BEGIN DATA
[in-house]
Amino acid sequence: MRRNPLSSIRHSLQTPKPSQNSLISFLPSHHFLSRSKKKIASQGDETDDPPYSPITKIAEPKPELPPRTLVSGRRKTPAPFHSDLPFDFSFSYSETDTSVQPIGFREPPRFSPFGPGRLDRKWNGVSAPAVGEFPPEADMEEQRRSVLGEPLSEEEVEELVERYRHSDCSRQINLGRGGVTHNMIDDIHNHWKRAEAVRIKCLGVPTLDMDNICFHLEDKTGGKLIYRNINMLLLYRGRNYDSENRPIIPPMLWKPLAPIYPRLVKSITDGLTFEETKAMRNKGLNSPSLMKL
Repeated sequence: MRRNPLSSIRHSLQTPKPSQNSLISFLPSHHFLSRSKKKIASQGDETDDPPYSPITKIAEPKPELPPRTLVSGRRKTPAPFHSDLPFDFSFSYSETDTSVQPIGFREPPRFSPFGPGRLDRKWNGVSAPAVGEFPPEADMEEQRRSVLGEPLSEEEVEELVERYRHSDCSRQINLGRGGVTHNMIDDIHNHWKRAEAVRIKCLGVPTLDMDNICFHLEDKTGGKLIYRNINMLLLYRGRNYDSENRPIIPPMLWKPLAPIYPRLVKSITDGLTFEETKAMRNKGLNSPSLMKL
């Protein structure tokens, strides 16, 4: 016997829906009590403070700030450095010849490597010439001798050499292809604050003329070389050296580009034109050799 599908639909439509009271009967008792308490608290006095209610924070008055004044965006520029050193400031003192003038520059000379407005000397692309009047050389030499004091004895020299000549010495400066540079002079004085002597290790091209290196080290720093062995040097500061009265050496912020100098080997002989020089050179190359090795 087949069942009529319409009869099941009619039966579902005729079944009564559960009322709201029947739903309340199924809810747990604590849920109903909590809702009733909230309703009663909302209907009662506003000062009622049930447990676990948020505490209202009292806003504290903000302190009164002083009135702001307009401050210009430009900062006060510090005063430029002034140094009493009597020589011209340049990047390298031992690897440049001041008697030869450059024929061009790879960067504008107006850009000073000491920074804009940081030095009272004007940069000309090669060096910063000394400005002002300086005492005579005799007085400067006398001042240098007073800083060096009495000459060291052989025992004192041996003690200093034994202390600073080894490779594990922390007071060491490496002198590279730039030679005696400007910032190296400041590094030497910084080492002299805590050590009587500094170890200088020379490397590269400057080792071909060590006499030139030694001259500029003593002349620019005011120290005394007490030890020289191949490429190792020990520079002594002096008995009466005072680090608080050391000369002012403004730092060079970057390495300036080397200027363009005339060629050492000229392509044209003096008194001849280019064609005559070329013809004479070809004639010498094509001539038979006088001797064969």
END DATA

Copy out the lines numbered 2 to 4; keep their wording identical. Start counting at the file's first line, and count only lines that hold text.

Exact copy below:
Amino acid sequence: MRRNPLSSIRHSLQTPKPSQNSLISFLPSHHFLSRSKKKIASQGDETDDPPYSPITKIAEPKPELPPRTLVSGRRKTPAPFHSDLPFDFSFSYSETDTSVQPIGFREPPRFSPFGPGRLDRKWNGVSAPAVGEFPPEADMEEQRRSVLGEPLSEEEVEELVERYRHSDCSRQINLGRGGVTHNMIDDIHNHWKRAEAVRIKCLGVPTLDMDNICFHLEDKTGGKLIYRNINMLLLYRGRNYDSENRPIIPPMLWKPLAPIYPRLVKSITDGLTFEETKAMRNKGLNSPSLMKL
Repeated sequence: MRRNPLSSIRHSLQTPKPSQNSLISFLPSHHFLSRSKKKIASQGDETDDPPYSPITKIAEPKPELPPRTLVSGRRKTPAPFHSDLPFDFSFSYSETDTSVQPIGFREPPRFSPFGPGRLDRKWNGVSAPAVGEFPPEADMEEQRRSVLGEPLSEEEVEELVERYRHSDCSRQINLGRGGVTHNMIDDIHNHWKRAEAVRIKCLGVPTLDMDNICFHLEDKTGGKLIYRNINMLLLYRGRNYDSENRPIIPPMLWKPLAPIYPRLVKSITDGLTFEETKAMRNKGLNSPSLMKL
């Protein structure tokens, strides 16, 4: 016997829906009590403070700030450095010849490597010439001798050499292809604050003329070389050296580009034109050799 599908639909439509009271009967008792308490608290006095209610924070008055004044965006520029050193400031003192003038520059000379407005000397692309009047050389030499004091004895020299000549010495400066540079002079004085002597290790091209290196080290720093062995040097500061009265050496912020100098080997002989020089050179190359090795 087949069942009529319409009869099941009619039966579902005729079944009564559960009322709201029947739903309340199924809810747990604590849920109903909590809702009733909230309703009663909302209907009662506003000062009622049930447990676990948020505490209202009292806003504290903000302190009164002083009135702001307009401050210009430009900062006060510090005063430029002034140094009493009597020589011209340049990047390298031992690897440049001041008697030869450059024929061009790879960067504008107006850009000073000491920074804009940081030095009272004007940069000309090669060096910063000394400005002002300086005492005579005799007085400067006398001042240098007073800083060096009495000459060291052989025992004192041996003690200093034994202390600073080894490779594990922390007071060491490496002198590279730039030679005696400007910032190296400041590094030497910084080492002299805590050590009587500094170890200088020379490397590269400057080792071909060590006499030139030694001259500029003593002349620019005011120290005394007490030890020289191949490429190792020990520079002594002096008995009466005072680090608080050391000369002012403004730092060079970057390495300036080397200027363009005339060629050492000229392509044209003096008194001849280019064609005559070329013809004479070809004639010498094509001539038979006088001797064969």